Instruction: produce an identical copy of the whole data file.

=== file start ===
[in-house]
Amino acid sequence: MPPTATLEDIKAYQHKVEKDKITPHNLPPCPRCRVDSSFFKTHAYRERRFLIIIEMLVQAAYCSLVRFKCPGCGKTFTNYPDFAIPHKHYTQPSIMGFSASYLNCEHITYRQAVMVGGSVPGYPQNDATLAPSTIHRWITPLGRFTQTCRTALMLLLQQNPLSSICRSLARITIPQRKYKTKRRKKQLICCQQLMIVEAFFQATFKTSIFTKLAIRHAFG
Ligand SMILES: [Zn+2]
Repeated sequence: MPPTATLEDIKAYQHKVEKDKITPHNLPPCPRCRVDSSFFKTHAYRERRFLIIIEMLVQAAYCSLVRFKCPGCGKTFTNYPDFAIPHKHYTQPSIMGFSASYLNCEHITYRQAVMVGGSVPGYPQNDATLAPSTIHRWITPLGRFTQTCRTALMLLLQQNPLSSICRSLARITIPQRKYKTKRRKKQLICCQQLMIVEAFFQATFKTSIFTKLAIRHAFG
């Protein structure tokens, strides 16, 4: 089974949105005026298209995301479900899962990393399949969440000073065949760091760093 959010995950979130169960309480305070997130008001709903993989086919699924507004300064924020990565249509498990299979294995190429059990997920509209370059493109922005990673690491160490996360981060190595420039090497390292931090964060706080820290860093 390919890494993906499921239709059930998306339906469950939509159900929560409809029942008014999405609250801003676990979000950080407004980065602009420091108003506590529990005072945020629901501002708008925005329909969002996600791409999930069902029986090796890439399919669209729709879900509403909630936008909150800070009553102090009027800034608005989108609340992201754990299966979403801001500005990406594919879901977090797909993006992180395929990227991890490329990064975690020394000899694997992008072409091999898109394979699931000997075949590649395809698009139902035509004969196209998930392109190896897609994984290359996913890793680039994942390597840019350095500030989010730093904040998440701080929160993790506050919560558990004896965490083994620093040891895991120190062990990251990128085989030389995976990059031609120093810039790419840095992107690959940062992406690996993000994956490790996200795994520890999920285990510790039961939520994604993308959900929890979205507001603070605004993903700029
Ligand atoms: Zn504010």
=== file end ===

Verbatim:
[in-house]
Amino acid sequence: MPPTATLEDIKAYQHKVEKDKITPHNLPPCPRCRVDSSFFKTHAYRERRFLIIIEMLVQAAYCSLVRFKCPGCGKTFTNYPDFAIPHKHYTQPSIMGFSASYLNCEHITYRQAVMVGGSVPGYPQNDATLAPSTIHRWITPLGRFTQTCRTALMLLLQQNPLSSICRSLARITIPQRKYKTKRRKKQLICCQQLMIVEAFFQATFKTSIFTKLAIRHAFG
Ligand SMILES: [Zn+2]
Repeated sequence: MPPTATLEDIKAYQHKVEKDKITPHNLPPCPRCRVDSSFFKTHAYRERRFLIIIEMLVQAAYCSLVRFKCPGCGKTFTNYPDFAIPHKHYTQPSIMGFSASYLNCEHITYRQAVMVGGSVPGYPQNDATLAPSTIHRWITPLGRFTQTCRTALMLLLQQNPLSSICRSLARITIPQRKYKTKRRKKQLICCQQLMIVEAFFQATFKTSIFTKLAIRHAFG
């Protein structure tokens, strides 16, 4: 089974949105005026298209995301479900899962990393399949969440000073065949760091760093 959010995950979130169960309480305070997130008001709903993989086919699924507004300064924020990565249509498990299979294995190429059990997920509209370059493109922005990673690491160490996360981060190595420039090497390292931090964060706080820290860093 390919890494993906499921239709059930998306339906469950939509159900929560409809029942008014999405609250801003676990979000950080407004980065602009420091108003506590529990005072945020629901501002708008925005329909969002996600791409999930069902029986090796890439399919669209729709879900509403909630936008909150800070009553102090009027800034608005989108609340992201754990299966979403801001500005990406594919879901977090797909993006992180395929990227991890490329990064975690020394000899694997992008072409091999898109394979699931000997075949590649395809698009139902035509004969196209998930392109190896897609994984290359996913890793680039994942390597840019350095500030989010730093904040998440701080929160993790506050919560558990004896965490083994620093040891895991120190062990990251990128085989030389995976990059031609120093810039790419840095992107690959940062992406690996993000994956490790996200795994520890999920285990510790039961939520994604993308959900929890979205507001603070605004993903700029
Ligand atoms: Zn504010």